US-EU relations at a turning point

Transatlantic relations are being tested on many fronts and Europeans have grievances. Emmanuel Macron is already in Washington, D.C., for his second official visit to the United States since being elected president, which will last until Friday. It is certain, however, that the meetings he will have with Joe Biden will not be accompanied by the… pervasive tenderness that characterized the meetings with Donald Trump in 2018.

After all, back then, despite all the problems and frictions, the landscape seemed literally idyllic compared to what we experience today. The pandemic crisis had not yet erupted, Russian tanks had not invaded Ukraine, the energy crisis had not hit Europe, and inflation and economic recession were not of particular concern to either Paris or the rest of Europe.

2022 vs 2018

Now, as one can easily see, even if one is not an expert in diplomacy and Franco-American relations, the facts were very different. And Macron’s visit could easily be characterized as a “dangerous mission”.

It is no coincidence that Paris, precisely at this time, is pressuring Brussels and its EU partners – mainly Germany – to accept a plan that will serve the slogan “we produce and buy European”. He does not hide, in fact, that he considers it vital precisely because the US has adopted a strongly protectionist policy, which is also reflected in the “package” of 370 billion. dollars, entitled Inflation Reduction Act.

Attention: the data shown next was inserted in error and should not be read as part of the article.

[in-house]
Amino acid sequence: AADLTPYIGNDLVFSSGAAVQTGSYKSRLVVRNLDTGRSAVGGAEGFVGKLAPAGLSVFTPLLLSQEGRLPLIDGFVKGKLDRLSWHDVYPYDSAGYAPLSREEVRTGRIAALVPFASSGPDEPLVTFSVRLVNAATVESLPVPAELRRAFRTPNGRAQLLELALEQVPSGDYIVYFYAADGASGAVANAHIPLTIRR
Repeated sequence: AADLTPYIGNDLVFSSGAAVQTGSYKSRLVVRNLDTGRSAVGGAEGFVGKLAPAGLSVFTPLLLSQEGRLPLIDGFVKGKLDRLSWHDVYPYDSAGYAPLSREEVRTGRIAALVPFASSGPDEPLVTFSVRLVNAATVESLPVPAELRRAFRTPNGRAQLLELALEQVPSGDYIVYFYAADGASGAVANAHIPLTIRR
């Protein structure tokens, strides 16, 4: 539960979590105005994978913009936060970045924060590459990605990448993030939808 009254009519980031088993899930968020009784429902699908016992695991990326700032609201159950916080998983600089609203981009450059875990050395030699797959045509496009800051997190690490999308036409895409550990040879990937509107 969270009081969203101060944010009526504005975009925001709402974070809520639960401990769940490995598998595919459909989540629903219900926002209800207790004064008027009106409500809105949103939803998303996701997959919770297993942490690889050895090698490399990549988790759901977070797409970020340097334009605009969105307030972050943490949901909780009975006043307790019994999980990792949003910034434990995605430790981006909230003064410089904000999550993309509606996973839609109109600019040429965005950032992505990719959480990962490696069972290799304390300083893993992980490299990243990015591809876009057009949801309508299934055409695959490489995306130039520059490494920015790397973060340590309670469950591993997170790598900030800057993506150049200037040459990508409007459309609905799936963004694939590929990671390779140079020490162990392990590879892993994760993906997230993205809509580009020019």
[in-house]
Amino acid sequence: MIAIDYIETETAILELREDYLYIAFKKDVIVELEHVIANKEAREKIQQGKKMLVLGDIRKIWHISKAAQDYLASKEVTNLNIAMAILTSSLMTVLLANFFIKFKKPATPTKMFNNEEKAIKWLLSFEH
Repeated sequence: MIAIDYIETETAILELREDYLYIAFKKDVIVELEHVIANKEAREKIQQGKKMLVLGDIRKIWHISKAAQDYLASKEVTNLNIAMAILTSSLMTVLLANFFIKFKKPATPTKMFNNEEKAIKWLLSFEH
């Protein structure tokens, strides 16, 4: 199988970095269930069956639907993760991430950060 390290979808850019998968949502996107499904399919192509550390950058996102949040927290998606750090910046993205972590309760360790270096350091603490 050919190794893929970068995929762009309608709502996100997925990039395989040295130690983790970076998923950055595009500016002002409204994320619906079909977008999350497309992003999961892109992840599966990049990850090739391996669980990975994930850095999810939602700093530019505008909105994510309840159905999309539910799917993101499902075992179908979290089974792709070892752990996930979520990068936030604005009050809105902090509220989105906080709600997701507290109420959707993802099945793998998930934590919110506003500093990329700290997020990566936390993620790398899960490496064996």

Also, Macron continues to pursue a different tactic in Ukraine, keeping the line of communication open with the Kremlin and Vladimir Putin. He implies, like many other Europeans, that the US is not only far from the focus of the “fire” and does not understand how great the cost is, but is also the big beneficiary of this war, which is already in its tenth year month of.

France does not forget

Of course, Biden will deny it all and assure his guest that their friendship and alliance is close, deep and unbreakable. And that, at the same time, America will do everything to protect Europe.

Nevertheless – although politics cannot be dominated by grudges, as Tayyip Erdogan recently said, justifying the meeting he is preparing with Bashar al-Assad – the French clearly have a memory. That’s why they can’t (and don’t want to) forget the mess the Americans made them in the South Pacific, when they signed the Aukus agreement with Australia and the United Kingdom. Taking, among other things, the bite out of the mouth of the French war industries, who considered the agreement to sell submarines to the Australians “locked”.

In this way, they proved, once again, that at the critical moment self-interest prevails and previous agreements and statements have little value. Something similar had also been done by Trump, who very easily forgot the hugs and vows of friendship with Macron when he decided to withdraw the USA’s signature from both the Paris Climate Agreement and the corresponding nuclear agreement Iran’s program – bringing an abrupt end to what many had been quick to label a ‘bromance’.

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